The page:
Dead Md. inmate’s kin want jurors to see bus

A judge said Tuesday he will consider letting jurors in a wrongful death trial go inside a prison bus on which an inmate was killed by another inmate.

Baltimore City Circuit Judge Sylvester Cox reserved judgment on a plaintiffs’ motion to allow jurors to view the bus on which inmate Kevin Johns strangled Philip Parker Jr. on Feb. 2, 2005. Parker’s parents and estate are suing the state, alleging negligence by five correctional officers who were aboard the vehicle as it carried 36 inmates through pre-dawn darkness from Hagerstown to Baltimore.

The state contends the officers can’t be held responsible, partly because they didn’t know Parker was in danger.

Jury selection is expected to begin Wednesday for the trial, which is scheduled to last about two weeks.

Johns was convicted in 2008 of killing Parker, 20, by strangling him and slashing his neck with a razor blade. It was his third murder conviction. Johns was found guilty of murdering Parker but not criminally responsible due to mental illness. He killed himself in prison in 2009.

Parker, of Baltimore, was serving a 3 1/2-year sentence for attempting to rob two youths with a broken pellet gun.

Plaintiffs’ attorney Michael Mastracci argued that the jurors cannot fully understand the case without seeing firsthand the segmented bus interior, including a caged area where two officers allegedly were stationed less than 10 feet from where Parker was attacked.

Assistant Attorney General Stephanie Lane-Weber countered that a daylight viewing wouldn’t replicate the conditions of the event. Cox agreed but said the bus, which is still in use, could be brought to a parking garage where lights could be extinguished to simulate nighttime.

“If you bring the bus out, I’ll make it dark, I promise you,” Mastracci said.

Cox noted that Maryland case law that holds that such viewings are to be used as a last resort. The plaintiffs also plan to show jurors numerous photos of the bus interior.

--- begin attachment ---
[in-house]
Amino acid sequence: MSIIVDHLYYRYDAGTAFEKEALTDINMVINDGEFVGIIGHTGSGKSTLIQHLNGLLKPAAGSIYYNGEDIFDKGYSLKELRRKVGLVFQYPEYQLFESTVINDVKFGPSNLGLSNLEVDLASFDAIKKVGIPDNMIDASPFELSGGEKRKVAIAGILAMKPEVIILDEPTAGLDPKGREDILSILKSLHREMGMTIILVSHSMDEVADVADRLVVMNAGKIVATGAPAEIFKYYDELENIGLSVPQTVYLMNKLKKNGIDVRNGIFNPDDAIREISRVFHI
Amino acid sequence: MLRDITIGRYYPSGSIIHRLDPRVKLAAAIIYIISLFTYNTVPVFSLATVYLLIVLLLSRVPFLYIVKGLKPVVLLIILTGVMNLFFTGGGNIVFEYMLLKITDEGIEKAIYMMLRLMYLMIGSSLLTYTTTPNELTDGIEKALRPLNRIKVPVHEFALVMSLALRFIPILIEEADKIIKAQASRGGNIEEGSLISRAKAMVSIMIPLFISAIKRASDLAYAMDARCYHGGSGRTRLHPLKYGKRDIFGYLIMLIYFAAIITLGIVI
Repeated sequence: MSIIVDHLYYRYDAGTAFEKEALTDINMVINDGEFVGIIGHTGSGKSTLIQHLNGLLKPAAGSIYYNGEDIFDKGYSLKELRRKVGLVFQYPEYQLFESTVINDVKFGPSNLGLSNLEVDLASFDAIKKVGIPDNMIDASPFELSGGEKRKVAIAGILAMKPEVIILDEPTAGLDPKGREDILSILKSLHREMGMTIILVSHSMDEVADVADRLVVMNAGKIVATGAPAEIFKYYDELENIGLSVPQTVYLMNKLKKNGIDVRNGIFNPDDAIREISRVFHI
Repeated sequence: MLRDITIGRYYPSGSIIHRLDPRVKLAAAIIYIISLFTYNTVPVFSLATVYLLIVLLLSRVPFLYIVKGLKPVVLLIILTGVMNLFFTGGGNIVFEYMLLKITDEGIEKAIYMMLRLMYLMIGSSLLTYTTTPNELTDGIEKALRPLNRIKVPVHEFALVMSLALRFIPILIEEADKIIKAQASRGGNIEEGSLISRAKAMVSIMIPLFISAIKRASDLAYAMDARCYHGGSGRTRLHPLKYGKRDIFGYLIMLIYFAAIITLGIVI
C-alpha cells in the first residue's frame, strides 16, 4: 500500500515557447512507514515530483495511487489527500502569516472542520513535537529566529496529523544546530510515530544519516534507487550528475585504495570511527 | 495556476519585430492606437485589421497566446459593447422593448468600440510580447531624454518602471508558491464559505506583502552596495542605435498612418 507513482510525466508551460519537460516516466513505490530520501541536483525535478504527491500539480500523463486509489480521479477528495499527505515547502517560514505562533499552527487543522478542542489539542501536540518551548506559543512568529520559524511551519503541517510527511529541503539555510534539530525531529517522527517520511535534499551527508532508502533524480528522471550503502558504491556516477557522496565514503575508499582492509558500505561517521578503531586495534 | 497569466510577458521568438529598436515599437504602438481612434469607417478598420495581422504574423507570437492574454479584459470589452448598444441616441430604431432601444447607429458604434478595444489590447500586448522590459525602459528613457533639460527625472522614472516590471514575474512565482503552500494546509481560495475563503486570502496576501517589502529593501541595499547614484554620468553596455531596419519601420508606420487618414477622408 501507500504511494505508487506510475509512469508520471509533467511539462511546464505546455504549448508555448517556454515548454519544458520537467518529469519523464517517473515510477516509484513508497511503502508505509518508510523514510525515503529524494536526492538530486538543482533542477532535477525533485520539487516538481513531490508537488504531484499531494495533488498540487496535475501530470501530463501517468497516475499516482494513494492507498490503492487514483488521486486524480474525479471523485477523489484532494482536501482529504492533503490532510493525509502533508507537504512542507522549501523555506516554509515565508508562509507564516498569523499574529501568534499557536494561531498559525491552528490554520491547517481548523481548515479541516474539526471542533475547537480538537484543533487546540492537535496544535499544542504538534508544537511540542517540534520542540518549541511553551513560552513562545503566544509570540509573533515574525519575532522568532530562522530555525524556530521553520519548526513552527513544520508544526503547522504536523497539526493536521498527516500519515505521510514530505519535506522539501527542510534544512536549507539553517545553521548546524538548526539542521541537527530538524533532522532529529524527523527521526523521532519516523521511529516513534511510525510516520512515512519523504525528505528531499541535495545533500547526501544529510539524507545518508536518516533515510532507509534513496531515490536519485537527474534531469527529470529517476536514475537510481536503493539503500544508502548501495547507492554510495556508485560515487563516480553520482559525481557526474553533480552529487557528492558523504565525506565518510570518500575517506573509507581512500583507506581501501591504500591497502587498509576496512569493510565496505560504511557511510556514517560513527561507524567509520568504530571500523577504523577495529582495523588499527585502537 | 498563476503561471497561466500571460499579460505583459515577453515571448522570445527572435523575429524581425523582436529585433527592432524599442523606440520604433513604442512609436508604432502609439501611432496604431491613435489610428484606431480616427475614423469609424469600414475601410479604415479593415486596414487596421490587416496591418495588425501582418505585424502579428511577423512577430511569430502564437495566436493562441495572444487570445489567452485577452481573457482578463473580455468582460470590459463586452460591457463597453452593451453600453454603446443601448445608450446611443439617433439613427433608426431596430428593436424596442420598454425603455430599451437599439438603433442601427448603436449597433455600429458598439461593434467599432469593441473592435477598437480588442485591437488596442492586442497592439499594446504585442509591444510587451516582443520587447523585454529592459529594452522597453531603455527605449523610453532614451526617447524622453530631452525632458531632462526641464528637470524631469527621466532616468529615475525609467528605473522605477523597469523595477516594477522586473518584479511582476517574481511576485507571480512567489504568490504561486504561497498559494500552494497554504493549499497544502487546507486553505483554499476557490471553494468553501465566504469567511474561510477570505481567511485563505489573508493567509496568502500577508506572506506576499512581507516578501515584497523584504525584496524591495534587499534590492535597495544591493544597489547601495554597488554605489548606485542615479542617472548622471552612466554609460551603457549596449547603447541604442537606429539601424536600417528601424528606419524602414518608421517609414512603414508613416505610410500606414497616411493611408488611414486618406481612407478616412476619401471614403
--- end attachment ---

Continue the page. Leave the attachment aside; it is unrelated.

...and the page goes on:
Cox said he would rule at the appropriate time.

“It’s not out of the realm of possibility,” he said.

Cox granted another plaintiffs’ motion barring the defense from referring to prison records about Parker’s alleged rule violations and affiliation with the Bloods, a gang to which Johns also allegedly belonged. Lane-Weber said it was critical for the defense to present evidence that Parker didn’t fear Johns; she said that if Parker never asked officers for protection, they can’t be found negligent in his death.

But Cox said the defense was trying to use Parker’s records to portray him as having contributed to his own death. He said it was almost as if the defense were making the claim: “He was a gangbanger. He got banged by a gangbanger — and he deserved it.”

The judge said Parker’s gang affiliation wasn’t relevant.

“If you’re a member of a gang, what does that have to do with the standard of care that is owed to everyone?” he asked rhetorically.

Parker’s parents, Melissa Rodriguez and Philip E. Parker Sr., along with Parker’s estate, filed the wrongful death claim in 2008. They are seeking compensation of $21 million plus punitive damages. Maryland law limits the state’s compensation obligation to $200,000 except in cases of gross negligence or malice. Punitive damages can be awarded if there is finding of malice.